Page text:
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The BBC's Caroline Hawley reports
The investigation has been extremely sensitive
 real 28k

The BBC's Frank Gardner in Cairo
"Mr Taha's request is baffling those he has left behind"
 real 28k

Sunday, 6 February, 2000, 22:20 GMT
EgyptAir denies pilot can explain crash

Egyptair plain The pilot sought asylum shortly after landing


EgyptAir has denied that a pilot who has sought asylum in the UK has information that could help explain why one of its jets crashed off the east coast of the US last year.

The EgyptAir pilot, Hamdi Hanafi Taha, 49, made the claim in a message to air traffic controllers before his scheduled passenger flight from Cairo touched down at London's Heathrow airport on Friday.

UK authorities are now considering his application for political asylum.

Hamdi Hanafi Taha Hamdi Hanafi Taha: His employers deny he has special information
But EgyptAir has dismissed Mr Taha's claim to have special knowledge about the crash of Flight 990 in which 217 people died.

The airline said he had no connection with the flight and knew nothing about the circumstances of its loss.

EgyptAir vice president for operations, Hassan Musharafa, said Mr Taha was "one of 500 EgyptAir pilots and had no access to information about the crash".

BBC Correspondent Frank Gardner in Cairo says Egyptians are wondering what could have prompted Mr Taha to jeopardize his job, his livelihood and his family, who have not gone with him.

EgyptAir has said the Boeing 767 pilot and his family will lose out on a substantial pension if he does not return to work within a week.

They are also saying that Mr Taha had a tainted professional record and that he had twice been investigated for breaking company rules.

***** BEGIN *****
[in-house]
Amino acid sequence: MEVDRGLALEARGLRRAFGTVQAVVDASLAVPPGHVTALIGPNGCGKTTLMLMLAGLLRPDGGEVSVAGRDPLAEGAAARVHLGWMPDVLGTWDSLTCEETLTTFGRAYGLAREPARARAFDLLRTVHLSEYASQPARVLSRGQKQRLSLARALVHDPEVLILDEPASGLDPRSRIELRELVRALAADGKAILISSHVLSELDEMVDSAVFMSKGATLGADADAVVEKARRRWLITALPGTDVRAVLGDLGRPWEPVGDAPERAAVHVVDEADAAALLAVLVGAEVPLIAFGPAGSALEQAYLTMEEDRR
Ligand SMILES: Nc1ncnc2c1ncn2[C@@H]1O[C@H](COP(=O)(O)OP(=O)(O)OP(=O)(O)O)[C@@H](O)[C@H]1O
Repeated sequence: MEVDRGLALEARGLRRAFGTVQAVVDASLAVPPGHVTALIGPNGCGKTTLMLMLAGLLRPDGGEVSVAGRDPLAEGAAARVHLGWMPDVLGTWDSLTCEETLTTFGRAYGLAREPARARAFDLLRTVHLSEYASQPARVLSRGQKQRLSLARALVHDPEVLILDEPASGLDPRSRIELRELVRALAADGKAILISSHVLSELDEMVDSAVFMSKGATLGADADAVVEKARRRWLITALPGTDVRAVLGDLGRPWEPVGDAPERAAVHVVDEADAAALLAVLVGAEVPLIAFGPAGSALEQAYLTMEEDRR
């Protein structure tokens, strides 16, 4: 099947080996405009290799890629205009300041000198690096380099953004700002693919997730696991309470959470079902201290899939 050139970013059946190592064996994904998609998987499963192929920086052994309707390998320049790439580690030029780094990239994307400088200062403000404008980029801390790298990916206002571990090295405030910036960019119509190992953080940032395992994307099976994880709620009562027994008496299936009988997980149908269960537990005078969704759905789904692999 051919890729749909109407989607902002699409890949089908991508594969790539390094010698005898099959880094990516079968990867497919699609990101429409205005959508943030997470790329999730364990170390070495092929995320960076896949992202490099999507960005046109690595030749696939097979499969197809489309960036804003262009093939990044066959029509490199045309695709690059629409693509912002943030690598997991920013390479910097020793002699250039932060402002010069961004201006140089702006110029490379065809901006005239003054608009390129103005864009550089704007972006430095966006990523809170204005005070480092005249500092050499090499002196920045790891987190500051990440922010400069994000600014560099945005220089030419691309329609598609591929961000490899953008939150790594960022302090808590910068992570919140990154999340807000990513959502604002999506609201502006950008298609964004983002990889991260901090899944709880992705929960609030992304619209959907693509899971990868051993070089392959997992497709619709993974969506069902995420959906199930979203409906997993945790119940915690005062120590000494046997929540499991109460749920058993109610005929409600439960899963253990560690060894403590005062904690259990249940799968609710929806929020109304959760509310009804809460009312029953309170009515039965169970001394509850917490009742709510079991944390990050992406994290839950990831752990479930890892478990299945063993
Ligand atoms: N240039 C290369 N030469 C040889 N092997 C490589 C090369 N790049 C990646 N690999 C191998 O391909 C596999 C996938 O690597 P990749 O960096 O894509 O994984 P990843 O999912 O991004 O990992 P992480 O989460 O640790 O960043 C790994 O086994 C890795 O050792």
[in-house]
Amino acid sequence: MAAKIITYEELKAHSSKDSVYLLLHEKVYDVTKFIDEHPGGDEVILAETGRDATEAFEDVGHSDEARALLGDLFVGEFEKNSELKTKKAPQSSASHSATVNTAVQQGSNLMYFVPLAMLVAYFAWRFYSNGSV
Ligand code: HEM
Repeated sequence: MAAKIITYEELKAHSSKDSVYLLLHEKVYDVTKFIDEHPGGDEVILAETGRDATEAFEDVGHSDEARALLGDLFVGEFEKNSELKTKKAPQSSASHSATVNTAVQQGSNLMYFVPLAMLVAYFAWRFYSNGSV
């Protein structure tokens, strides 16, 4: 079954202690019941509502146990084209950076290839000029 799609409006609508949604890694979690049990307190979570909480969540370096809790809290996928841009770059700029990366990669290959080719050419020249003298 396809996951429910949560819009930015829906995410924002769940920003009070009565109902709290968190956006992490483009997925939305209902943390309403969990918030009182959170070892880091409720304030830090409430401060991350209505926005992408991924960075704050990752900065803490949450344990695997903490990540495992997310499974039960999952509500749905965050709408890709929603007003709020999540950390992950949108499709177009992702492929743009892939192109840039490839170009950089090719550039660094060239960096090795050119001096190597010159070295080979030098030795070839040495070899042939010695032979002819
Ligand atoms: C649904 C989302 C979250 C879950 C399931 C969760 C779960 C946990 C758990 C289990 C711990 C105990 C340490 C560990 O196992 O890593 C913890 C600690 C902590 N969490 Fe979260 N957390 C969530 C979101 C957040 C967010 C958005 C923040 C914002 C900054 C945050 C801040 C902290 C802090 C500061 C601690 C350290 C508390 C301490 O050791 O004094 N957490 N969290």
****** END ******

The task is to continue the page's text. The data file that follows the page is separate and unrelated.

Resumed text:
'Confusion' and 'concern'

An Egyptian embassy spokesman in London also said there was much confusion over why the pilot had made the asylum request and why, if he did have information about the crash, he had not told anyone in his home country.

"There are a lot of places within the Egyptian authority that he could have gone to give information. It is open to anyone," he said.

He added: "Nobody knows exactly what his motives are for taking this action."

Mr Taha's family have also expressed concern.

The pilot's wife, Hoda Abdel-Rahman Youssef, has been quoted as saying that her husband had recently been extremely tense, but she gave no further explanation.

One of Mr Taha's sons, 15-year-old Muhammad Hamdi, said: "We were very surprised when he left."

The couple have been married for 19 years and have six children.

The BBC's correspondent in Cairo says the family home is now under guard.

A UK Home Office spokesman confirmed that an Egyptian national "has sought entry to the UK" at Heathrow airport, without specifying the reasons for his request.

"His application is currently being considered by the immigration service," the spokesman said.

Crash investigation

The US National Transportation and Safety Board is leading the investigation into the cause of the Egyptian Airbus crash, which killed everyone on board.

Many families were left to mourn relatives lost in the crash Relatives' grief: The cause of the crash is still unknown
The plane plunged into the ocean 40 minutes into an 11-hour flight from New York to Cairo.

No official findings have yet been released.

Some US sources have suggested that the airliner might have been brought down deliberately by one of the co-pilots.

Egyptian officials have angrily dismissed that possibility, saying they believe that a problem in the plane's tail section was responsible for the crash.

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See also:
23 Jan 00 |  Americas
EgyptAir 'to offer' insurance payouts
21 Jan 00 |  Americas
EgyptAir clues point to deliberate crash
08 Dec 99 |  Americas
Egyptian pilots reject suicide theory

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